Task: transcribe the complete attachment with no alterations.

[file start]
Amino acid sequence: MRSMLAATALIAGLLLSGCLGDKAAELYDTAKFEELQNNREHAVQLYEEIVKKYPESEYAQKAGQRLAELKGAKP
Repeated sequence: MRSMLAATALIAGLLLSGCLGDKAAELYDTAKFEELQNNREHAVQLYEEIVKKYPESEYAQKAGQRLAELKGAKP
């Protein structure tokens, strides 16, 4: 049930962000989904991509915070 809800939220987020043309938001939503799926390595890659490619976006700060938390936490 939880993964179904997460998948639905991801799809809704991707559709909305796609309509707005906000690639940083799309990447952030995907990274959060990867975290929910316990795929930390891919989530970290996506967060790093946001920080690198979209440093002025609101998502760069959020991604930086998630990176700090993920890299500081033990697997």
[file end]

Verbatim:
Amino acid sequence: MRSMLAATALIAGLLLSGCLGDKAAELYDTAKFEELQNNREHAVQLYEEIVKKYPESEYAQKAGQRLAELKGAKP
Repeated sequence: MRSMLAATALIAGLLLSGCLGDKAAELYDTAKFEELQNNREHAVQLYEEIVKKYPESEYAQKAGQRLAELKGAKP
């Protein structure tokens, strides 16, 4: 049930962000989904991509915070 809800939220987020043309938001939503799926390595890659490619976006700060938390936490 939880993964179904997460998948639905991801799809809704991707559709909305796609309509707005906000690639940083799309990447952030995907990274959060990867975290929910316990795929930390891919989530970290996506967060790093946001920080690198979209440093002025609101998502760069959020991604930086998630990176700090993920890299500081033990697997």